The president spoke to the group after dinner - a quiet little discussion of the importance of integrity and belief in the basic premises on which this country was founded. He said that he was not going to be a male Mrs. Roosevelt and write a column after he had left the White House. Most of the table conversation was concerned with the favorite Washington game these days - guessing about cabinet appointments and the plans of Mr. Kennedy. Never have I seen a business machine - a great organization - operating in such a vacuum. The best description is that we are in a state of "suspended animation."
Thursday, December 8: We had a staff meeting, which was not particularly exciting. Then Ben McKelway, editor of the Washington Evening Star, and [James] Russell Wiggins, editor of the Washington Post, came in to counsel with us about our public information problems. I have been concerned about the possibility - really, the probability - that the papers would make a circus of our Project Mercury as we approach the time when a man will enter the capsule to undertake a flight. Both men were quite responsive to our questions; they thought that we had been remiss in not providing to the working press interpretive materials. They thought it well for us to bring together the president of the science writers association and the science writers for the UPI and the Associated Press. It was a useful session and I think we will take their advice.
Fred Robinson, a classmate of mine whom I did not know at college, now president of the National Aviation Corporation, came in to ask me to be a director of his organization. This is quite impossible but it is always flattering to be asked. At 11 o'clock I went over to the Commerce Department to speak to the business advisory council. I gave it a run-down on our operation and answered questions. I believe it was a useful discussion. When asked, "What can the business advisory council do to help NASA?" I answered, "Just stop trying to drive a wedge between the Defense Department and NASA. We have developed effective means of cooperation and coordination. Industry ought to keep out of the act." I then attended the business advisory council luncheon at the Willard Hotel where Henry Wriston spoke. He is a wonderful person and a very able historian. It will be remembered that he is chairman of the President's Committee on National Goals.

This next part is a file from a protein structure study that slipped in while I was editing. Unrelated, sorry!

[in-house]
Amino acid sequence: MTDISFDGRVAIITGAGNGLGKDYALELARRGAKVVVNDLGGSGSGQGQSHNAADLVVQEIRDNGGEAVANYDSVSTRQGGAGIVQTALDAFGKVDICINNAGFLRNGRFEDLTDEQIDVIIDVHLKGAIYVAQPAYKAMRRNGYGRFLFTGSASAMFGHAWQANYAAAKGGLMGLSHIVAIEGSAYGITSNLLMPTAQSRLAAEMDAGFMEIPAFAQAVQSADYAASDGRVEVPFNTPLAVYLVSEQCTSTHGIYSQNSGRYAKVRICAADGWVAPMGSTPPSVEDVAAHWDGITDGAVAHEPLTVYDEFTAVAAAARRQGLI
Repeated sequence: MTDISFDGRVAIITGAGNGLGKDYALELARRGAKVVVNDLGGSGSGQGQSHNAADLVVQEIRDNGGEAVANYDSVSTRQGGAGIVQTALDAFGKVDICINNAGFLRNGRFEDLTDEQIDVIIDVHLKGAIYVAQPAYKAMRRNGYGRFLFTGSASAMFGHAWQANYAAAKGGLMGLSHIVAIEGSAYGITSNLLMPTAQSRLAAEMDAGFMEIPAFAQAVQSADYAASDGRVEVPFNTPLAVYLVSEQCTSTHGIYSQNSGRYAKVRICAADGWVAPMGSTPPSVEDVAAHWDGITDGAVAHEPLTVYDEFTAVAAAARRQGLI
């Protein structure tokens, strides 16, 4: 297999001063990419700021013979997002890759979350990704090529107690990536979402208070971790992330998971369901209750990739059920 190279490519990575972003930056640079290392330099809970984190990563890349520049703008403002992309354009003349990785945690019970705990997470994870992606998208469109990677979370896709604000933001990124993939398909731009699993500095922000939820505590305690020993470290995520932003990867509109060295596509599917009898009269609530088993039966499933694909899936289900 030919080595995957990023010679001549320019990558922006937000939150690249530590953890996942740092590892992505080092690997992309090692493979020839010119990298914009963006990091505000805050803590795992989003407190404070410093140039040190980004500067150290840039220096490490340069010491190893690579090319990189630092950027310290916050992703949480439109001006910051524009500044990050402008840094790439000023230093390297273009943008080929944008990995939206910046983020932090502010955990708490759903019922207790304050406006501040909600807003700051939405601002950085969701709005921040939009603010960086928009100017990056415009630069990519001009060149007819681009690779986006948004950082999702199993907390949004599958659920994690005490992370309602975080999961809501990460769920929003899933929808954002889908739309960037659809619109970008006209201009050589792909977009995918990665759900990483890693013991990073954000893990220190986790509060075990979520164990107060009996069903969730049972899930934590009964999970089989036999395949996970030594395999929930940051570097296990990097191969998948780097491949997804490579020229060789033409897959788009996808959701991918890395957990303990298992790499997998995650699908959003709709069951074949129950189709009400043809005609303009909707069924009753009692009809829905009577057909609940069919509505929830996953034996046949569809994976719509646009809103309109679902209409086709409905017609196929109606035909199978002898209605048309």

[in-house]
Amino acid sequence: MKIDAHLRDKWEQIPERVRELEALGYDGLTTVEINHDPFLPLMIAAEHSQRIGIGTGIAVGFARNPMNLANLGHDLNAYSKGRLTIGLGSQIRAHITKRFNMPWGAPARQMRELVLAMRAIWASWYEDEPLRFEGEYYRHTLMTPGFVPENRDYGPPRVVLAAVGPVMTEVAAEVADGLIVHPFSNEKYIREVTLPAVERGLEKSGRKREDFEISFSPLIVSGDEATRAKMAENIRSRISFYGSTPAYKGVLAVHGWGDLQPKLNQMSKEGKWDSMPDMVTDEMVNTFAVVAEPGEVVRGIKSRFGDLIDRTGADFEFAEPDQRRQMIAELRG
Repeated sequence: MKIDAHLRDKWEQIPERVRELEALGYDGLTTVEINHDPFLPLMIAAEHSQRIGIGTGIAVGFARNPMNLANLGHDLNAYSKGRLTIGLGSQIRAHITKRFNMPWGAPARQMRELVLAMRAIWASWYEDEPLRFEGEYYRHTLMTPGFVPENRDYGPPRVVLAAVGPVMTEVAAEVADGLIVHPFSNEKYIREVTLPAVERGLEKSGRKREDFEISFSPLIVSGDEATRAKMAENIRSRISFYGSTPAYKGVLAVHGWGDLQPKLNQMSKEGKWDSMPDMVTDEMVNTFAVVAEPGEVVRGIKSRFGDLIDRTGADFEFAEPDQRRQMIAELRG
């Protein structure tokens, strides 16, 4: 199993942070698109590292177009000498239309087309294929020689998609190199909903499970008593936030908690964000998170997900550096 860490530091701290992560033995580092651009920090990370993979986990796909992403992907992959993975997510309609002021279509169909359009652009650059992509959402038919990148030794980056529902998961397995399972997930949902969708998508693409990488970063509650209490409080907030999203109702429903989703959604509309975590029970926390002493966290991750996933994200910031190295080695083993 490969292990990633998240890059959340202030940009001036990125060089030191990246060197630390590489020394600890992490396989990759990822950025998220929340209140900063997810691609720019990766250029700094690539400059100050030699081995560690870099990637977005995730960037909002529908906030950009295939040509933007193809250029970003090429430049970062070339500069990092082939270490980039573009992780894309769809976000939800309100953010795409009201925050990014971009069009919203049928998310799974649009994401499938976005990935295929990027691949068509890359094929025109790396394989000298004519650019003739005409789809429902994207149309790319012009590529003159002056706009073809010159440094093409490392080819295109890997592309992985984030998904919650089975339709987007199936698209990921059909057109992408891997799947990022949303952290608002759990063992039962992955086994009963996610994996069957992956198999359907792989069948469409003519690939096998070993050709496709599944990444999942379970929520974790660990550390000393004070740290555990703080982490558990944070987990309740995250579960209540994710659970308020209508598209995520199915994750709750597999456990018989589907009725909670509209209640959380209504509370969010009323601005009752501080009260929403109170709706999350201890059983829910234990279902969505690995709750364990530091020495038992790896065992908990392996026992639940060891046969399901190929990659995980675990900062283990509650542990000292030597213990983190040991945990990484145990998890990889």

At 2:15, we had a meeting on communications satellites with a variety of people including Abe Silverstein. Abe believes that private industry should not have a free hand in the communications satellite business. It is interesting to see the extent to which those people who have spent all of their life in government are negative in their attitude toward industry. I finally had to tell Abe that I was delighted to have his technical judgments but that he would have to leave some of the policy matters to me. I was a little bit tired today, came home rather early and went immediately to bed.
 Friday, December 9: At 8:30 I met with Bob Nunn and Hugh Dryden to talk over certain aspects of the communications satellite business. Believe me, this is an involved affair. If we are successful, we will have made history. Bob Bell came in at 10 o'clock to talk about a[nother individual's] psychiatric problem involving possible perversion. We are never free of these situations. One can only have pity for a person thus afflicted. I have decided, in this case, to refrain from taking any action in the belief that the incident happened so long ago as to give reasonable indication that the man has his problem under control. A visit with Undersecretary Jim Douglas of the Department of Defense was a most useful one. I have been very much concerned about the very apparent campaign of the Air Force to stake out its claim to a larger share of the space business. Really, I think it is fighting the battle within the Pentagon more than with us but we do not escape "fringe benefits" from an action of this kind. Jim Douglas saw the point and decided that he would take action with General White.